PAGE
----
Posts tagged ‘Florida’

Giving birth to a novel can be painful – “The Midwife of Hope River” by Patricia Harman

“The Midwife of Hope River” by Patricia Harman, Published in 2012

Harman was on the faculty of my alma mater, the Ohio State University. So, I truly was rooting for her and had hopes for her book.  But Harman writes fiction with lots of over-techinigued attempts at craft and suspense to keep the reader engaged shoved into what really should be a collection of short stories.  The effect becomes awkward and heavy handed. Harman has written some nonfiction about midwifery which is probably really interesting (see I am being nice because she is a former buckeye).

Patience Murphy is a midwife in the mountains of West Virginia in the 1930s.  The area has severe poverty and Patience is often paid in chickens or flour or often nothing at all.  Harman is obviously very knowledgable about midwifery and the countless stories of births that Patience attends are the book’s one saving grace.  Ah, but wait, Patience has her own grief and history to struggle with along the way. It is a dark past. A past that haunts her. That drives her to always be on her guard. That really, really…oh wait, you get it? But Harman really needs to make sure  you get it so there are little reminders in almost every chapter. Never forget, dear reader, that when Patience is crying for the death of a baby at one of the births she is attending she is not just crying for the baby. She is crying for her lost baby, for her lost husband, and on and on.  It truly is tedious.

The book also addresses racism, gender inequality, domestic violence and what poverty does to people.  It is a lot to tackle but in the type of interactions someone like Patience would have with her patients it makes sense that all of these issues would arise. It is unfortunate that in Harman’s hands it feels clunky and a bit forced.

This novel was disappointing but I read the whole thing.  I am not sure why. There were times where I would find my head turned slightly from the book with that squinty, side glance we all get when we have to look at something that pains us.   I guess Harman’s editor/publisher should have worked harder at helping her birth a better book.  And I have promised myself that next time I will put the book down as soon as I feel that squinty look with my head beginning to turn, even if the writer is a Buckeye.


August 24, 2014 at 10:33 am Leave a comment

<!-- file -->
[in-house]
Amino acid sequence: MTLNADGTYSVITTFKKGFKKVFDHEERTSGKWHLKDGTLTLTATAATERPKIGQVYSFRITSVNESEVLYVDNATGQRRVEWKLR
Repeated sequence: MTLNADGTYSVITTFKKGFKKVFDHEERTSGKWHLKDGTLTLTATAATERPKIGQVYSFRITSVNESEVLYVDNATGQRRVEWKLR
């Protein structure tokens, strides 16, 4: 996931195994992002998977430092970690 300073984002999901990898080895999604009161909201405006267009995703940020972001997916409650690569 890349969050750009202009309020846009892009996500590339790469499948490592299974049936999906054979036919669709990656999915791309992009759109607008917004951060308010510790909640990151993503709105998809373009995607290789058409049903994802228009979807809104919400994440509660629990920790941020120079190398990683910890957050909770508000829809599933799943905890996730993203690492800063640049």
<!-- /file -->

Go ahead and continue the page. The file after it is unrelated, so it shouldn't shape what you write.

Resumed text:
Swamplandia! by Karen Russell – Gators love ’em some marshmallows

Swamplandia! by Karen Russell, Published in 2010
For this book I am saying “read it”, but know that this book has some problems.  It was originally a short story that was then lengthened into a novel and it is obvious.  I can tell when I start skimming during the “exciting” parts of a book that just perhaps this has gone on a bit too long.
When Mark and I went to New Orleans a few years ago I had this bright idea to go on a gator boat ride.  But once  we had gotten there, paid and got on the boat did I begin to regret this decision.  The boat captain (I am being generous here) would throw marshmallows at the ‘gators to get them to swim out towards the boat.  And them gators, they love marshmallows.  But it made me think “wait marshmallows are bad for people so they can’t be good for alligators” and “this kind of makes me sad” and “couldn’t we have spent that $14.00 on beignets instead.” So this is what this book reminded me of because it is another sad gator story (no, not really).
Ava Bigtree is the main character. She has grown to the ripe age of thirteen on an island in Florida on her family’s gator park.  The gator park has alligator wrestling, a cafe, and a museum of artifacts from the Bigtree tribe. At the beginning of the story it is hard to gauge how great this park really is because through Ava’s sheltered eyes it is an amazing park and her mother is a trophy winning alligator wrestler.  But once her mother dies from cancer, the gloves are off. The reader realizes that maybe everything isn’t what Ava thought it was.  And maybe all along they had just been feeding the gators marshmallows.
The story follows Ava and her older brother Kiwi who runs away to make money to save the park and get an education.  It does not follow Ossie, Ava’s sixteen year old sister, who believes she can hear spirits and runs away to marry a ghost.  So here is where I start to worry.  Ava seems so poor in her decision making that I started to blame her for her bad decisions. Which really bothers me. You can’t blame a 13 year old raised on an isolated island when she truly believes that a man is there to call off the birds.  You can’t blame a 16 year old when she has never had the luxury of young love and instead decides to focus on her ouiji board.  But still, as a reader, you do.
Then Russell, who does all of this guilt trip stuff, wraps the novel up before you can say “Bob’s your uncle” and you sit thinking “wait, did I just get fed a marshmallow?” And the answer is “yes, yes you did.”

June 22, 2011 at 11:22 pm 2 comments


There is some great literature out there, but there is a lot of bad literature as well. We shouldn't all have to read it. These are my recommendations and thoughts about the books I read.


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